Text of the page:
COVIDSafe laws get a new framework

Denham Sadler
National Affairs Editor

Legislation enshrining privacy protections around the COVID-19 contact tracing app into law is set to be passed by the Senate on Thursday with bipartisan support after government agreed on a number of changes with Labor.

Attorney-General Christian Porter introduced the Privacy Amendment (Public Health Contact Information) Bill 2020 to the House of Representatives on Tuesday afternoon. The legislation replaces the Biosecurity Act determination which is currently governing the COVIDSafe app, and introduces a number of new requirements and rules.

The bill was passed by the lower house unamended on Tuesday evening and was debated in the Senate on Wednesday evening. It is now law and has replaced the determination currently governing the COVIDSafe app.

Parliament House
Marching orders: The COVIDSafe app laws expected to sail through the Senate on Thursday

The bill introduces criminal and civil penalties for the unauthorised collection, use or disclosure of app data, the uploading of data to the national store without consent, the storing of any data outside of Australia or the decrypting of any of the stored data.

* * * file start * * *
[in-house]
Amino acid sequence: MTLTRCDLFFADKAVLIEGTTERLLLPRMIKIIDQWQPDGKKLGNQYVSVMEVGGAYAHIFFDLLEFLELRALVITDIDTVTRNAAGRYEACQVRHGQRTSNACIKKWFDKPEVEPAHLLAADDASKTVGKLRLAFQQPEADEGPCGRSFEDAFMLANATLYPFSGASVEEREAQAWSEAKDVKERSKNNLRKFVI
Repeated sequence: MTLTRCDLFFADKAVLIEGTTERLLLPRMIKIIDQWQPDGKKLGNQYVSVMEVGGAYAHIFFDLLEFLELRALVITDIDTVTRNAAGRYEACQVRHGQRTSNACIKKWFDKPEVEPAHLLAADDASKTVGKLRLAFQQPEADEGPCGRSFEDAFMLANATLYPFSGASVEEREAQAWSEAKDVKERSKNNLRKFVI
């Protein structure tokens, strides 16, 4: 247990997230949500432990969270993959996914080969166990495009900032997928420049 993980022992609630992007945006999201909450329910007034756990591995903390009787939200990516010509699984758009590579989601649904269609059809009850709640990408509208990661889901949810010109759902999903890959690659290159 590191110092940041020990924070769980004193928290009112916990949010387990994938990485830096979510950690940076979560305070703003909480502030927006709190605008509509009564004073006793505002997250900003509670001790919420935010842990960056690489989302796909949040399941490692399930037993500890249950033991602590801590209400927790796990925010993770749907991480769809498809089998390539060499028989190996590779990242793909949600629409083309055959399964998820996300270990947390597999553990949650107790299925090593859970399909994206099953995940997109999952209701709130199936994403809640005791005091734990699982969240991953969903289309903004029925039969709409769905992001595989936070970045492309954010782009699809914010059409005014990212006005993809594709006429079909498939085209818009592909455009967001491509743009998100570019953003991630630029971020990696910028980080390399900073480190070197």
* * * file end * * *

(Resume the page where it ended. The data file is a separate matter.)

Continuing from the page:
The Opposition has been working with the Coalition since the draft legislation was released last week, with both parties agreeing to a number of changes to the bill, paving the way for its quick passage through Parliament this week.

But a number of proposals put forward by Labor, including for extra funding for the privacy office to conduct its oversight role, were rejected by the Coalition. The Opposition also called on the government to explain why AWS was awarded the contract for cloud storage of the app’s data, and to address some security issues put forward by experts in the community.

Shadow Attorney-General Mark Dreyfus confirmed that Labor would be supporting the legislation in both houses.

“One of the reasons I support the passage of this bill is the very positive engagement I have had with the Attorney-General over the last week. Following the release of the draft legislation, I approached the Attorney-General with a number of suggestions for improving the bill and boosting confidence,” Mr Dreyfus said.